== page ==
(Length 35:15 minutes)

Student Voice: The Transition to College
Liz Getzel

The transition from high school to college is challenging for all students. However students with disabilities once protected and supported by IDEA policy may be unaware of the challenges facing them once they enter higher education. Parents also have a new role to play when students with disabilities enter college. Support for students with disabilities on the college campus looks different, feels different, and must be asked for by the student not the parent. College students with disabilities coming into a new level of awareness report the strategies, successes, and the ways that they've learned to navigate higher education. The new website will be introduced.

(Length 55:32 minutes)

Marian Vessels, Director DBTAC: Mid-Atlantic ADA Center — Knowing what to disclose about a disability is as important as knowing when to disclose this personal information. Parents and transition professionals play a key role in preparing students with disabilities for this eventuality. Knowledge about key policies is only a part of the information youth with disabilities need to understand when talking self-disclosure and requesting accommodations.

(Length 39:36)

Don’t Leave School Without It-What’s in Your Wallet?

Stacey Milbern, Community Outreach Director, Ryan Pinion Director of Partnerships and Action, and intern Jessica Smith of the National Youth Leadership Network present youth perspectives on the important areas students with disabilities should be considering as they leave adolescence and enter adulthood. Choice without information is not really a choice. Community without access is really not community. Listen to how the National Youth Leadership Network is working to ensure that young people with disabilities enter adulthood fully prepared to navigate life.

(Length 39:23)

Guardianship – Rights, Risks, and Responsibilities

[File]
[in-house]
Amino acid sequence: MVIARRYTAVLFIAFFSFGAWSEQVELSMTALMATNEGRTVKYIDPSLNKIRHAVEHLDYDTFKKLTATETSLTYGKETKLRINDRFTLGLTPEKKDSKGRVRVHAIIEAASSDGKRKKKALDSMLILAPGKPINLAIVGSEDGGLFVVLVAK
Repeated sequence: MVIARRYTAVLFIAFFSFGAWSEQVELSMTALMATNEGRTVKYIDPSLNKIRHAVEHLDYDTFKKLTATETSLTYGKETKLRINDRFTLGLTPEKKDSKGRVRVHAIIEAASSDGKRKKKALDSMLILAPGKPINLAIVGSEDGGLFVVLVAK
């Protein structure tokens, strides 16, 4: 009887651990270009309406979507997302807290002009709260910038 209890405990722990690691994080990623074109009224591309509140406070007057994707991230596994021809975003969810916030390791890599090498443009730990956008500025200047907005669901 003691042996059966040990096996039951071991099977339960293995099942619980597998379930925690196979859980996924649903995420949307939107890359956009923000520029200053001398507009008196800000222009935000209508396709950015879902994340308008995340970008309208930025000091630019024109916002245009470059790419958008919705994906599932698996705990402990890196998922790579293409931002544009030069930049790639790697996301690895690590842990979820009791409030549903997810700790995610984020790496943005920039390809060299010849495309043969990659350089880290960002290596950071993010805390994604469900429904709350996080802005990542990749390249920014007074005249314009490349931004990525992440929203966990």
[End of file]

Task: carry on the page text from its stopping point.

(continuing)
Sue Swenson, former Ex. Director, US Arc, and former Commissioner of Administration on Developmental Disabilities — Local school divisions must inform parents of the rights of youth with disabilities a full year before the student with a disability reaches the age of majority. State directives about guardianship, conservatorship, powers of attorney and other information are made available to families. However, families should understand the full responsibilities and risks associated with assuming guardianship of their children. Sue Swenson a parent and long time internationally renowned advocate outlines the questions parents should be asking prior to taking these steps.

(Length 39:53)

Parents As Essential Partners in Transition

Ann Turnbull, The Beach Center, Kansas University — Parents are looking for options for their young adult children with high support needs as they transition from high school to life. As partners with adult service providers parents can be the catalyst to ensure successful employment outcomes. But parents need help from service providers. They do not have access to evidence based practices found in professional journals nor do they have the time to devote to developing employment plans. Ann Turnbull from The Beach Center in Kansas University knows all too well the struggles parents of young adults with high support needs face in staring down convention and identifying alternative employment paths. Prevailing myths about the role parents play in supporting adult children’s work opportunities are explored.